Justin introduced me to Mitchell Anthony (drums). Mitch just blew me away with his technique and stylings but also his individual sound. Much of what I wrote for the CD only had sketches of what I wanted from the drums and Mitch took that and added his creative input. His style and solo on “Matador” and “Pooja” are great.  

We found EJ Delgado (guitar) on Craigslist when he answered a call for an audition. We had other guys in mind for the guitar spot but EJ had a different background in rock/Brazilian/reggae/jazz and a very individual voice that I loved. I did not intend to feature guitar on every tune of the recording, but EJ rose to the challenge and gave me no better option.  

EJ’s wife Rachel (keyboard) finishes out the group and was intended as a studio player only. However, she fit in very well with the group and is a great singer. Our live performances featured a lot of Rachel’s vocals. Overall, we had a great three-year run but eventually had to part ways. I think much of this was due to the economy forcing the larger festivals and clubs to limit booking newer groups. Forcing us to work mostly in Las Vegas made the commitment challenging.

Your favorite venues?

I loved playing at Dazzle (Denver), The Jazz Kitchen (Indianapolis), The Nash (Phoenix), Sonny’s Tavern (Las Vegas) and The Rhythm Kitchen (Las Vegas) because we had an instant appeal to the clientele here and did very well. The smaller, more straight-ahead jazz venues never fell in love with us and the feeling was mutual.

Where would you like to play that you have not yet?

I want to get on the larger circuit of festivals and concert halls. North Sea Jazz, Newport, Montreux, Umbria, etc. The music and band (even to this day) are made for larger audiences. It’s big, boisterous, loud, energetic stuff that larger audiences feed off.  

What countries have you toured in?

Not necessarily toured but played in Norway, England, Canada, China and Malaysia. 

What themes inspire you when you compose?

Life inspires me, and not necessarily my life directly. I can be an observer and get inspiration from watching others or events elsewhere. I am not much of an “I love you” or “I am pissed at the world” type of composer but take for example my tune “Kelly.” This tune was inspired by a woman named Kelly. She was a frequent patron of the bar at the club I played four nights a week for three years. She was young, attractive, and professionally successful as an attorney. Yet here she is, every night at the same place looking for “Mr. Right,” going home with someone different every night. I kind of felt sorry for her because she was a nice person but emotionally lost. The tune is in a minor key with a 4-measure melody that repeats itself time and again. It has a very sexy feel and a thrusting pulse by the bass but the melody is almost “3rd personish” and raises a questionable eyebrow with a note up a half step, as if her conscience is asking her if this is what she really wants.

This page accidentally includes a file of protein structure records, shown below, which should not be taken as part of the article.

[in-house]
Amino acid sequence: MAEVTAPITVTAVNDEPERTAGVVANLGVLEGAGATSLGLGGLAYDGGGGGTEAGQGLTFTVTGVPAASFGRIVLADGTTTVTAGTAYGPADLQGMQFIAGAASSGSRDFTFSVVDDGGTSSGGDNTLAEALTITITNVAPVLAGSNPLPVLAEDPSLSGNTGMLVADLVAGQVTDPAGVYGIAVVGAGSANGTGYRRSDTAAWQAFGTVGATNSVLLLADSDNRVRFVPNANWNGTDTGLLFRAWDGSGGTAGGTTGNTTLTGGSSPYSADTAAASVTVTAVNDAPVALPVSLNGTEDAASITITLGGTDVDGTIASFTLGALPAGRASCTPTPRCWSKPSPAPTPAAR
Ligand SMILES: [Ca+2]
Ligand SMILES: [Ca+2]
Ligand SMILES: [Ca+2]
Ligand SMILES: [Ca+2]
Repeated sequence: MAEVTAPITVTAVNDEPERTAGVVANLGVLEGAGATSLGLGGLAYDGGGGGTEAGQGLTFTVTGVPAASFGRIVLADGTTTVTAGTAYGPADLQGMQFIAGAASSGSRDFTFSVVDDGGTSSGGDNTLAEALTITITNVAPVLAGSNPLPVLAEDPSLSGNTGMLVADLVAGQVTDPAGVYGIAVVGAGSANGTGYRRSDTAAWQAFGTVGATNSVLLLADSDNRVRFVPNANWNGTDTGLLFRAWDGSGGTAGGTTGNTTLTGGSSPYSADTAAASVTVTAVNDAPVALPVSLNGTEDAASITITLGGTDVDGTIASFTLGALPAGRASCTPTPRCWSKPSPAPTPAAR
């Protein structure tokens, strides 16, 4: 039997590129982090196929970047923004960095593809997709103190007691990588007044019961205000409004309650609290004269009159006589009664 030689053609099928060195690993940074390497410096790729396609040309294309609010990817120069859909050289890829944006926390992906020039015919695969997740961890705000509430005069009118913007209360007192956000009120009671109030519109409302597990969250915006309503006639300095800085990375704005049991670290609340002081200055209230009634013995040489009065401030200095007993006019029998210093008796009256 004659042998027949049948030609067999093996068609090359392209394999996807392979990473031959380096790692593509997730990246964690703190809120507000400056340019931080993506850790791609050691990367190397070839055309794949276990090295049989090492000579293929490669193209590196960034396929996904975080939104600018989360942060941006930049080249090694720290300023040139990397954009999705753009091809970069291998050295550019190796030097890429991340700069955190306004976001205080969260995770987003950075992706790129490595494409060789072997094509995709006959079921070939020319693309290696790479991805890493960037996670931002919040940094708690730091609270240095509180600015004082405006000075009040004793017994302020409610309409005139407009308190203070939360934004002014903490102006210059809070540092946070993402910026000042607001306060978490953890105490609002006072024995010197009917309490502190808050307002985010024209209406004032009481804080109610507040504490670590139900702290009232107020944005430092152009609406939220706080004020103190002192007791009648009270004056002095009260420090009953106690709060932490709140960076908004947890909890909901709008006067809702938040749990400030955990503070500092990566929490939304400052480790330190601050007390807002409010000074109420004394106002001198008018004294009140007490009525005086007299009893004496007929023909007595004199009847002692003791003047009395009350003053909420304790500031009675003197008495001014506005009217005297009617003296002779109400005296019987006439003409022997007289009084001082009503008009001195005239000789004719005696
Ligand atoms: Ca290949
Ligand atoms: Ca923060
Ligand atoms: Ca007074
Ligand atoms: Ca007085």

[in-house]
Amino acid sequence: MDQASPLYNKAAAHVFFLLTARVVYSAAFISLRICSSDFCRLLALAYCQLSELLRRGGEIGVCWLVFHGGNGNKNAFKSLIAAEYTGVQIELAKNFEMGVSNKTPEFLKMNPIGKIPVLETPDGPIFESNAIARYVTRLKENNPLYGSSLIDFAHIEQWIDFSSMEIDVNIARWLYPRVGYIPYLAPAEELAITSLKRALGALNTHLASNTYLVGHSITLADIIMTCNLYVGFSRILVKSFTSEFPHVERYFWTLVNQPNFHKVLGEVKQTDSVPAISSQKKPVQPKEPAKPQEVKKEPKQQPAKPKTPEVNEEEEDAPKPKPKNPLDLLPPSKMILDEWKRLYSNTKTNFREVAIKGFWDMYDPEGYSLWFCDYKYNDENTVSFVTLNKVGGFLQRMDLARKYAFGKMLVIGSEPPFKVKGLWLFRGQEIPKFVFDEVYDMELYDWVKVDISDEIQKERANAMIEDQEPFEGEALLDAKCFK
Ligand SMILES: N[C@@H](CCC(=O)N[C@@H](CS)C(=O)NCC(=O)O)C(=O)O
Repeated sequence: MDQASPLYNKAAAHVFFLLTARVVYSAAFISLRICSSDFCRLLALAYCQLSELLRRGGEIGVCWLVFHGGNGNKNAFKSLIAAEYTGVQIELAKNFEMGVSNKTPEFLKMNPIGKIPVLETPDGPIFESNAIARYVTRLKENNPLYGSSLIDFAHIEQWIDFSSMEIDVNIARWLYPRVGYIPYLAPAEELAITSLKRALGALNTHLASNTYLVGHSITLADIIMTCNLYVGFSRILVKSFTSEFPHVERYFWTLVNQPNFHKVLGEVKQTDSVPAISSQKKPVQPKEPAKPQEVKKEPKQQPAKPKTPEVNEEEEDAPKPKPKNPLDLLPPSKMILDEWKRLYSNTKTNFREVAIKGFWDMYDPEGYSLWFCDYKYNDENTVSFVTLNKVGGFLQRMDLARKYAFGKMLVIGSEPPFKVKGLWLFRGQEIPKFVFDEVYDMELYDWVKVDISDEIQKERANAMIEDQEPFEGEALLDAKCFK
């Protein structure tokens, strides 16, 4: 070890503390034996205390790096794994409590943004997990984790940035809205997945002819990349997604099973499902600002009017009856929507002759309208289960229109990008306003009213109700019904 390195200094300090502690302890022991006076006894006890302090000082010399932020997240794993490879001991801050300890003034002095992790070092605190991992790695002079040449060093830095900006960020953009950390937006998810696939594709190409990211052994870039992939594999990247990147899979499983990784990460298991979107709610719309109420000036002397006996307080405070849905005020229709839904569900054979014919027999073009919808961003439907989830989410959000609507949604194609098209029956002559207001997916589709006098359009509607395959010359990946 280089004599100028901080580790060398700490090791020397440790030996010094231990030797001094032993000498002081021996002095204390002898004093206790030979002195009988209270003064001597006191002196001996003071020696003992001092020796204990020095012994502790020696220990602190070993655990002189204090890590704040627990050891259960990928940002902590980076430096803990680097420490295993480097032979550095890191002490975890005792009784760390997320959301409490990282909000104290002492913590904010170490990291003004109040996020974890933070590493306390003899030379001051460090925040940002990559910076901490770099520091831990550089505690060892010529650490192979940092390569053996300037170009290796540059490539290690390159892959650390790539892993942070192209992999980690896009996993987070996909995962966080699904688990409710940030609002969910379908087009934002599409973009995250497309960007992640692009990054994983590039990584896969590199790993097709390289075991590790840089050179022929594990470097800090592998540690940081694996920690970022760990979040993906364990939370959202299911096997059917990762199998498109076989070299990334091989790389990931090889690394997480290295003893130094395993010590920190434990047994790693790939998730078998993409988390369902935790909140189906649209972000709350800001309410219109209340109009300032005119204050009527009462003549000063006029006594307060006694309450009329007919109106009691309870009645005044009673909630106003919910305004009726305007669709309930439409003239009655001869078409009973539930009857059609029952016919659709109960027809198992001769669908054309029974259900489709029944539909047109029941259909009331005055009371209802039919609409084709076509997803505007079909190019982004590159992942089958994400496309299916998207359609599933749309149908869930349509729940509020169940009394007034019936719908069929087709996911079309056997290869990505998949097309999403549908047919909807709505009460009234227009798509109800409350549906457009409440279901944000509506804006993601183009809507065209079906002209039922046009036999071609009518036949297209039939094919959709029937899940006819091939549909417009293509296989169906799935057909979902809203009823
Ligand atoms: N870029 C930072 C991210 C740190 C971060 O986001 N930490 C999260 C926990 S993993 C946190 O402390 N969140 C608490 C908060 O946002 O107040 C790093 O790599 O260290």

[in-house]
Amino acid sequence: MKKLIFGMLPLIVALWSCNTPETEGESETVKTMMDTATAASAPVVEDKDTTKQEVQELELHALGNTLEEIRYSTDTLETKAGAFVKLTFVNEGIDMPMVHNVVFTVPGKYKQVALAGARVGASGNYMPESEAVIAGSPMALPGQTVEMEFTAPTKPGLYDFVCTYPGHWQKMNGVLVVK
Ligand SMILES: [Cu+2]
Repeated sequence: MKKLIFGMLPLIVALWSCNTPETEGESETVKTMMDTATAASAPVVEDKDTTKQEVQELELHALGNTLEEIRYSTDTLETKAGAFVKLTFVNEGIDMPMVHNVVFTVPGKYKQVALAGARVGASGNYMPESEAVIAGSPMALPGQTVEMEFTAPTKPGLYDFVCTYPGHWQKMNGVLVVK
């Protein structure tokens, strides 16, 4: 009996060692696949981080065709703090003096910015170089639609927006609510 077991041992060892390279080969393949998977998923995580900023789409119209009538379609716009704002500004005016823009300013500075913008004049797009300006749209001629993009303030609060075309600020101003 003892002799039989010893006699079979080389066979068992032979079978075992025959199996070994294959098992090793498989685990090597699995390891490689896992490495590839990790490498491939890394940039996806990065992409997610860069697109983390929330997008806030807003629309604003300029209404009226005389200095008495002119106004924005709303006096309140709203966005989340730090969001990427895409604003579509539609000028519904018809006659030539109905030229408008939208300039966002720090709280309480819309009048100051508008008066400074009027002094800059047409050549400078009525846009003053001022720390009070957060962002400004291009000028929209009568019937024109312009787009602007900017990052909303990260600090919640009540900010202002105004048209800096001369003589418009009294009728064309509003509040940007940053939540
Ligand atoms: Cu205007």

How has jazz itself changed since you began performing?  

The music has changed but has also remained very much the same. The learning curve has straightened out with the internet and learning to play this music has gotten easier.  

I came about during the “Young Lions” movement. Being able to bop and play like Freddie, Lee, Clifford or Miles was imperative. A lot of creative people out there have been cast to the side because the industry only wanted young and fresh. With this music, time makes you better and being young is great but, doesn’t allow for longevity unless the artist is dedicated to moving in different directions and moving the art form forward.

There are much fewer places to play and almost no recording opportunities. Education and interest is, IMHO, at an all-time high but what are students supposed to do when they get out? There are so many great talents with nowhere to play and grow as artists.  It’s much less now than when I started my professional career.  

The art from is somewhat stagnant from the business/industry point of view. All the companies can market is straight-ahead or watered-down versions of the originals. There is amazing artistry and virtuosity all over the world but that is not what is being focused on. We constantly get more of the same and it’s pretty sickening.  

Any CDs since “Instigator” or one in the works?

I have two that are in the works and if I can get the funding, maybe three. I would love to record them all at once. These will all feature a very unique sound in that the style will be modern and will feature me on EVI and not trumpet.  Probably will have about 30-40 new tunes.

Future plans for the rest of 2017?

Trying to get this stuff recorded. I don’t feel touring or trying to book gigs is a good idea without a product to promote/market. I should probably look for a local-steady gig and maybe I will do that.  

Other comments?

This art form is a music of assimilation. We take what we know and what we’ve just learned and combine to create. Please don’t stop doing that.  That is what makes the art form so unique.  

The musical regurgitation that has taken place over the past 30+ years has had catastrophic consequences to the art itself.  The best thing about “jazz” is that it cannot be defined…let’s not try to put it in a box and define it, eh?

Thank you for the opportunity.

For more information, visit www.blu7music.com

Photos courtesy of and with permission of the artist.

© Debbie Burke 2017